Skip to main content
construction release_alert
Scholars@Duke will be undergoing maintenance April 11-15. Some features may be unavailable during this time.
cancel
Journal cover image

Thought suppression mediates the relationship between negative affect and borderline personality disorder symptoms.

Publication ,  Journal Article
Rosenthal, MZ; Cheavens, JS; Lejuez, CW; Lynch, TR
Published in: Behav Res Ther
September 2005

The purpose of this study was to examine the relationships among negative affect, childhood sexual abuse (CSA), thought suppression, and diagnostic symptoms of borderline personality disorder (BPD) in a community sample (n=127). Findings suggest that the temperamental variable negative affect intensity/reactivity was a stronger predictor of BPD symptoms than CSA. In addition, results indicated that higher thought suppression mediated the relationship between negative affective intensity/reactivity and BPD symptoms, after controlling for a history of CSA. Overall, findings suggest that (a) negative affectivity may be a better predictor of BPD symptoms than CSA, and (b) chronic efforts to suppress unpleasant thoughts may be a regulation strategy underlying the relationship between intense negative emotions and BPD symptoms.

Duke Scholars

Altmetric Attention Stats
Dimensions Citation Stats

Published In

Behav Res Ther

DOI

ISSN

0005-7967

Publication Date

September 2005

Volume

43

Issue

9

Start / End Page

1173 / 1185

Location

England

Related Subject Headings

  • Thinking
  • Predictive Value of Tests
  • Personality Inventory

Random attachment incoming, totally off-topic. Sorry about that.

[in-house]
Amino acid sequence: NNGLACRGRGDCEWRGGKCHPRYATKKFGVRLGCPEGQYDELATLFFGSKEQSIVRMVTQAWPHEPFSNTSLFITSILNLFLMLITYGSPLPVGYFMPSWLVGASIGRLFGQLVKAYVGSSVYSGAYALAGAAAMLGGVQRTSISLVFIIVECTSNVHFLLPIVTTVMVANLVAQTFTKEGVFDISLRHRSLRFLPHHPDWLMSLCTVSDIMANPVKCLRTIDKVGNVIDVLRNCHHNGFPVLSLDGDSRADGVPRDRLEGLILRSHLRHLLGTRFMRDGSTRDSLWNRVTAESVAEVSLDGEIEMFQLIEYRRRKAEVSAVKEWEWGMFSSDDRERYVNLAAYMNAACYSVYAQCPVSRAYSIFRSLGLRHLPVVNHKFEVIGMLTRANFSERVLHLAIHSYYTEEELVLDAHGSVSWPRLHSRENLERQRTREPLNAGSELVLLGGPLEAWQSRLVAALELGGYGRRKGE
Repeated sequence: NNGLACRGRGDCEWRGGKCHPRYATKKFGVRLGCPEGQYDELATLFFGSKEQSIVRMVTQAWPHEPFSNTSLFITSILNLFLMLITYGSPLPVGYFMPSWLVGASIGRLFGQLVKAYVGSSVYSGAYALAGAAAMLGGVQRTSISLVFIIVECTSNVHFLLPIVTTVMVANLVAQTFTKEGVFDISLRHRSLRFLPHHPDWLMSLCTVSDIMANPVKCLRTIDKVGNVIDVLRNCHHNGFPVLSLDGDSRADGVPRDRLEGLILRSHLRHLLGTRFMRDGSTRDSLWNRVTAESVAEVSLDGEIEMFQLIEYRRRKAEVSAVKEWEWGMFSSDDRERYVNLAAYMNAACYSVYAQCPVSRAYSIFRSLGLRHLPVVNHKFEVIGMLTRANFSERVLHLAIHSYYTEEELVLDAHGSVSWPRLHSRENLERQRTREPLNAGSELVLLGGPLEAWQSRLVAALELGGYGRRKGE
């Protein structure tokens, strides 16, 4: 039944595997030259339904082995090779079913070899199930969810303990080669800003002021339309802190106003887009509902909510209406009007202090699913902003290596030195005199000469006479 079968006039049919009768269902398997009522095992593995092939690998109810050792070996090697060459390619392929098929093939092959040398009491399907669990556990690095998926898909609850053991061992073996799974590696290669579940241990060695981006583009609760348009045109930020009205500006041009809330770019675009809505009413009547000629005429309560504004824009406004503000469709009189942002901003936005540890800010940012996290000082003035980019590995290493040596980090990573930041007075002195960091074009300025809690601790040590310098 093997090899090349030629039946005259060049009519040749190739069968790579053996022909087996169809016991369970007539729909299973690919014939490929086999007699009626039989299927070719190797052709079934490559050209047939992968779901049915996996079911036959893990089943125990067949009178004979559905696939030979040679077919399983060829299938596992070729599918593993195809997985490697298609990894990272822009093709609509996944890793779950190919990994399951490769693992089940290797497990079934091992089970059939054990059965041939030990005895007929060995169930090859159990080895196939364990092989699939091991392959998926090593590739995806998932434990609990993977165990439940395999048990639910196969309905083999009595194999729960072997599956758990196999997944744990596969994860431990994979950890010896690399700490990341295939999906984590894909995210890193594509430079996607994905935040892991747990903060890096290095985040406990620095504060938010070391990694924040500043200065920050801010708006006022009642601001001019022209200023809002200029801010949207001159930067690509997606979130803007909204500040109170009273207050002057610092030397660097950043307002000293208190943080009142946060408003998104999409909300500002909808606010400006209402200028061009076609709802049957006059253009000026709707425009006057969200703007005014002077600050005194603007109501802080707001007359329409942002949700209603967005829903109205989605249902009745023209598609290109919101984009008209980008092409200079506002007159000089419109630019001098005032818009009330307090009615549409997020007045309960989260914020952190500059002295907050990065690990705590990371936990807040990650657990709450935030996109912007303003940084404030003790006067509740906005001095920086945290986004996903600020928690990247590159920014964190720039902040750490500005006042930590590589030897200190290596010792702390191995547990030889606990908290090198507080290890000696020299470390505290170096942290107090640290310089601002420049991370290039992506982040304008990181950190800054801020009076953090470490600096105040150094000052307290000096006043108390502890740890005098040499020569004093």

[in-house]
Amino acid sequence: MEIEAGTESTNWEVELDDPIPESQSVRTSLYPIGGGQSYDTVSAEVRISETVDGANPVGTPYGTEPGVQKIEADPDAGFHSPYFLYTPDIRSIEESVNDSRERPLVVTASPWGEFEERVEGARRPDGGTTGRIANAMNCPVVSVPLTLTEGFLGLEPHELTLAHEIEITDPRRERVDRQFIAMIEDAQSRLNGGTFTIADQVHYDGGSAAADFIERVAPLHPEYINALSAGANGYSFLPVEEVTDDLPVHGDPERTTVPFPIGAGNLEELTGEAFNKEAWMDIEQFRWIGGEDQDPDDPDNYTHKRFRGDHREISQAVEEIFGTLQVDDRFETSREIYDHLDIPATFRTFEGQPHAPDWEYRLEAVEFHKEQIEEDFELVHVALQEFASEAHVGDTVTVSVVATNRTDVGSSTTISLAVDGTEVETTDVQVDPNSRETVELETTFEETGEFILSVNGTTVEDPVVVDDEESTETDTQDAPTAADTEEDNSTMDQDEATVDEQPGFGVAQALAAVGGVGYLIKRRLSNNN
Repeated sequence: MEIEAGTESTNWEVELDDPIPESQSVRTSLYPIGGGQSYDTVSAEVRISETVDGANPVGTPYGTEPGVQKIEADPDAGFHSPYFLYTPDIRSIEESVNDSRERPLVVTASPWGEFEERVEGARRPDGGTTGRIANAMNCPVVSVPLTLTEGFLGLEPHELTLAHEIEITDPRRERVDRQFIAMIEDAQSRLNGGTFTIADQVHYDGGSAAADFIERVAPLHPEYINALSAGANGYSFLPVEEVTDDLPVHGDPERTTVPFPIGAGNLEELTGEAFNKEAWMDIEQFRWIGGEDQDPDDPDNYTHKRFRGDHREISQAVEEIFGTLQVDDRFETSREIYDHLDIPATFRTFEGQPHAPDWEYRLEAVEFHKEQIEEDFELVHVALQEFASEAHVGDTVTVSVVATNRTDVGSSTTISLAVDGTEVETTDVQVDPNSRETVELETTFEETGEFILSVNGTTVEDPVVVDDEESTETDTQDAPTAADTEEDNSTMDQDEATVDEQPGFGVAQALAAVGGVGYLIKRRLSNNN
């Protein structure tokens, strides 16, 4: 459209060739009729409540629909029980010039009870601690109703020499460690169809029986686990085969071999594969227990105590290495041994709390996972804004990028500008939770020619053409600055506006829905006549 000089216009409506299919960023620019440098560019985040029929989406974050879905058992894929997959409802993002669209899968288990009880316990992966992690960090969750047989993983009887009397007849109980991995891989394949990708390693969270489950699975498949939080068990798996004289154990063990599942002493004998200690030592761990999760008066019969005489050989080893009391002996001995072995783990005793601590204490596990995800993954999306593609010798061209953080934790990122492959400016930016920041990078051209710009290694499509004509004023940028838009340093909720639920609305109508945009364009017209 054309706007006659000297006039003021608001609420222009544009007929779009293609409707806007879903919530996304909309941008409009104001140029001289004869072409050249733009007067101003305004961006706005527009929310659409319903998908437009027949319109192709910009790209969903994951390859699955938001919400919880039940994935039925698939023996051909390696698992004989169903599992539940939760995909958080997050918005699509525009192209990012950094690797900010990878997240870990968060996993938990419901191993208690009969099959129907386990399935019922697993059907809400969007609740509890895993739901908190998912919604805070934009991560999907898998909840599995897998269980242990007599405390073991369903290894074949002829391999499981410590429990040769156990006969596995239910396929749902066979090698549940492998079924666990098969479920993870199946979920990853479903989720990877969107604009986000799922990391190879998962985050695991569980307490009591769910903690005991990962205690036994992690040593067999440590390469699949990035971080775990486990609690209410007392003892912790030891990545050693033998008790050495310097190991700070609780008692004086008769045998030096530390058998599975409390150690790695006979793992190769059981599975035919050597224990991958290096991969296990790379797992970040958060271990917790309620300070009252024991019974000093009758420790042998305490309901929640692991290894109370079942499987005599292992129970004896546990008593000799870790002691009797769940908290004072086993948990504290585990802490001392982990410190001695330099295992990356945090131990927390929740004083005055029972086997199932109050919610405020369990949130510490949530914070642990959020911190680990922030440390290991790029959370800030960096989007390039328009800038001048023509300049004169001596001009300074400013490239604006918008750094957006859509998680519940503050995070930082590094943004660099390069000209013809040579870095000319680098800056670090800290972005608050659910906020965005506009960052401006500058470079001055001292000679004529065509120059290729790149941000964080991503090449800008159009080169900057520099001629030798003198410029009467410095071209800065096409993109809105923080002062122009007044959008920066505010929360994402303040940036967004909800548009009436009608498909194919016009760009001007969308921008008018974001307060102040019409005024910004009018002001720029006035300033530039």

• Middle Aged
  • Male
  • Humans
  • Female
  • Environment
  • Clinical Psychology
  • Child Abuse, Sexual
 

Citation

APA
Chicago
ICMJE
MLA
NLM
Rosenthal, M. Z., Cheavens, J. S., Lejuez, C. W., & Lynch, T. R. (2005). Thought suppression mediates the relationship between negative affect and borderline personality disorder symptoms. Behav Res Ther, 43(9), 1173–1185. https://doi.org/10.1016/j.brat.2004.08.006
Rosenthal, M Zachary, Jennifer S. Cheavens, Carl W. Lejuez, and Thomas R. Lynch. “Thought suppression mediates the relationship between negative affect and borderline personality disorder symptoms.Behav Res Ther 43, no. 9 (September 2005): 1173–85. https://doi.org/10.1016/j.brat.2004.08.006.
Rosenthal MZ, Cheavens JS, Lejuez CW, Lynch TR. Thought suppression mediates the relationship between negative affect and borderline personality disorder symptoms. Behav Res Ther. 2005 Sep;43(9):1173–85.
Rosenthal, M. Zachary, et al. “Thought suppression mediates the relationship between negative affect and borderline personality disorder symptoms.Behav Res Ther, vol. 43, no. 9, Sept. 2005, pp. 1173–85. Pubmed, doi:10.1016/j.brat.2004.08.006.
Rosenthal MZ, Cheavens JS, Lejuez CW, Lynch TR. Thought suppression mediates the relationship between negative affect and borderline personality disorder symptoms. Behav Res Ther. 2005 Sep;43(9):1173–1185.
Journal cover image

Published In

Behav Res Ther

DOI

ISSN

0005-7967

Publication Date

September 2005

Volume

43

Issue

9

Start / End Page

1173 / 1185

Location

England

Related Subject Headings

  • Thinking
  • Predictive Value of Tests
  • Personality Inventory
  • Middle Aged
  • Male
  • Humans
  • Female
  • Environment
  • Clinical Psychology
  • Child Abuse, Sexual